Substitutability is ever our guiding principle. Wherever possible, we intend reducing our use of materials that are not yet optimum. This goes for our products as well as for the further optimisation of our workstations.
In line with our philosophy, our intention is to provide the consumer with responsibly manufactured luxury items with a good price/performance ratio. In so doing, we provide creative custom solutions that are innovative and contemporary but not irresponsible. The respect with which we treat both man and nature is what enables our customers to simply lie back on our sofas and relax with good conscience, carefree.
The use of harmless, high-quality materials in the manufacture of our seating furniture ensures that perfect climatic conditions prevail in the room when they are used. At the same time, the simple and safe manner in which our products function brings the user a great many direct benefits.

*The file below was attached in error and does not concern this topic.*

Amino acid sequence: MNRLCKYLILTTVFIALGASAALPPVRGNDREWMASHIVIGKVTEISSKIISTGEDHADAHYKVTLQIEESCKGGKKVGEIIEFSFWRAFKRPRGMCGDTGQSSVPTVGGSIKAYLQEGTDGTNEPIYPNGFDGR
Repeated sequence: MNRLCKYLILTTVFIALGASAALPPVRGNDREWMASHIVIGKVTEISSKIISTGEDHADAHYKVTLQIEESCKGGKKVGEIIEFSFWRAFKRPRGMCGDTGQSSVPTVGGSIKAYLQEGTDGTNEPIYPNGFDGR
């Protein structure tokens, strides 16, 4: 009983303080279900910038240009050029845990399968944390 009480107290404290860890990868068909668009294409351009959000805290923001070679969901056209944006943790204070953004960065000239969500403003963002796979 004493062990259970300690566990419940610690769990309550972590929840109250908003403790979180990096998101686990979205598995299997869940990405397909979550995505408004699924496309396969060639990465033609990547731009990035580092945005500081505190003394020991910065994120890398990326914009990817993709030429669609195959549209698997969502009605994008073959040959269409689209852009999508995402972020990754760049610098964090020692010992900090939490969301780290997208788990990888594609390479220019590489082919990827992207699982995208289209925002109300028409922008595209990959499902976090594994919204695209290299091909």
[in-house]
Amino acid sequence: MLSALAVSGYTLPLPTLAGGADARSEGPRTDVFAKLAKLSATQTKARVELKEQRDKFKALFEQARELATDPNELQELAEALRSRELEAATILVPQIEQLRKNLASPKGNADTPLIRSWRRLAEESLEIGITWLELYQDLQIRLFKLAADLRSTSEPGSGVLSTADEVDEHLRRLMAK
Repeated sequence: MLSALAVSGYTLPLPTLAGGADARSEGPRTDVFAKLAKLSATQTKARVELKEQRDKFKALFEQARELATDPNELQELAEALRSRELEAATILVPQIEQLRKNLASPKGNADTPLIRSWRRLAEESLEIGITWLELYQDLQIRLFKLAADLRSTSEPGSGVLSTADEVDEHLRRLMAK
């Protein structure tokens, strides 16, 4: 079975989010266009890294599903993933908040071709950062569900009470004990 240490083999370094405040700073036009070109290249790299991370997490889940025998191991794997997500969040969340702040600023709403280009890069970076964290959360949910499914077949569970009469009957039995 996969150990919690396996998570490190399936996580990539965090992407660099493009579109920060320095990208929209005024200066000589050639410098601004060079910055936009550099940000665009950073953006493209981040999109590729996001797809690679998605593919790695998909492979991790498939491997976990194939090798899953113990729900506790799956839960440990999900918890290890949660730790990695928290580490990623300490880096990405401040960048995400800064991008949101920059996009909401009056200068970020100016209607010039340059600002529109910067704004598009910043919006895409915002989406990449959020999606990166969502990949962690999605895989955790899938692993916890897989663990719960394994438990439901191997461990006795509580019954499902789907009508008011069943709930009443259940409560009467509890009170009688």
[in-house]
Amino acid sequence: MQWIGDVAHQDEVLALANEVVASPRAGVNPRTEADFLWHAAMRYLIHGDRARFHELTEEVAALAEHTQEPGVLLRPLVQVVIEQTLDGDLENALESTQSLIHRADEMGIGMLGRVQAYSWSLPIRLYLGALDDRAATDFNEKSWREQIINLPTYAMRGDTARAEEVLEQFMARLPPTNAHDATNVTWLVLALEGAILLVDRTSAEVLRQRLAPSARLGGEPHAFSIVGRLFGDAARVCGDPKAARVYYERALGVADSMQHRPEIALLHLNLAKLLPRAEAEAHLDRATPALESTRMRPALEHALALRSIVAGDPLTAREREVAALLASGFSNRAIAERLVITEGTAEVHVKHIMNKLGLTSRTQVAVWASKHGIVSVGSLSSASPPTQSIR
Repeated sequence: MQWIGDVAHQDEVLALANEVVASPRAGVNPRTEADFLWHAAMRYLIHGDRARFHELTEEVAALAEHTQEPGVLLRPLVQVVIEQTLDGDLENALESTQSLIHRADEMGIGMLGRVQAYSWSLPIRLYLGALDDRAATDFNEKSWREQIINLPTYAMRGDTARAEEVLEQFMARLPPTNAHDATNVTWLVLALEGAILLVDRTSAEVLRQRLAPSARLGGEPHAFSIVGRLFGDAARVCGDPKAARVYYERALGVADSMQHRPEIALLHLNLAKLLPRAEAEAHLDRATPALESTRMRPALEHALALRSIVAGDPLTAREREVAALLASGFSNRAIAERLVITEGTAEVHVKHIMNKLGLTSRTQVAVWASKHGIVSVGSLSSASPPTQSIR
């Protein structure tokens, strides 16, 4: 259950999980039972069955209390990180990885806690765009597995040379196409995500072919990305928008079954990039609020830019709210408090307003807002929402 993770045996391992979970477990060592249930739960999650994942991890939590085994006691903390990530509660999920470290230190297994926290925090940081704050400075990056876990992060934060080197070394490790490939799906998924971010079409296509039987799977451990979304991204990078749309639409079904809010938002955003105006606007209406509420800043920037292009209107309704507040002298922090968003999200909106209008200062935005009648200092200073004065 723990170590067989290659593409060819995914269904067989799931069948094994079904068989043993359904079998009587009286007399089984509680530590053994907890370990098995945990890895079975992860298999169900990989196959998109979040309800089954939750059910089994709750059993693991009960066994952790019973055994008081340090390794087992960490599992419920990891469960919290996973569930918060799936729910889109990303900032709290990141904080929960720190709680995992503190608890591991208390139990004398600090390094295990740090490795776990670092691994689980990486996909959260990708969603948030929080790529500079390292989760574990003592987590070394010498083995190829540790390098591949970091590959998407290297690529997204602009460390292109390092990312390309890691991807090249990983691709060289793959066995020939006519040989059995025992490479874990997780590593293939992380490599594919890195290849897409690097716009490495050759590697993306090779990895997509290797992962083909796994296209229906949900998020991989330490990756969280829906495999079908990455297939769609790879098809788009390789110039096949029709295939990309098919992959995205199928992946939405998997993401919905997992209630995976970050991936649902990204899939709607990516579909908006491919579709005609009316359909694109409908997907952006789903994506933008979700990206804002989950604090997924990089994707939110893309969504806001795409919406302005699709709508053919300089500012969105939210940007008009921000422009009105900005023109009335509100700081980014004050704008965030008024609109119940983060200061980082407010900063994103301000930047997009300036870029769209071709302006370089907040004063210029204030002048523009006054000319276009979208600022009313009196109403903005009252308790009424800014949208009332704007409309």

We deliver our seating objects with our own lorries. In this endeavour, the priority is on logistical planning, on loading the lorries in the best possible way in order to reduce unnecessary journeys. The fleet was completely changed over to Euro5 lorries in 2002. In combination with yearly driver training courses, this brought a more than 25% reduction in fuel consumption and associated transport-related CO2 emissions.
Our authorised trading partners are kept constantly abreast of our endeavours towards sustainability and have standing invitations to see for themselves our innovative production plant as well as the unique display facility in the centre of Bad Steben.
Exclusive quality in terms of both materials and workmanship means our seating objects have almost unlimited life. Our removable high-tech covers are extremely hardwearing and an extensive range of replacement covers ensures the customer can refashion his or her particular ambience at any time, without having to lose the discreet, timeless basic design already in place. In this way, for instance, we are particularly pleased to be able to meet the weekly requests for replaceable covers for the popular “Carousel” couch – a model we introduced more than 15 years ago!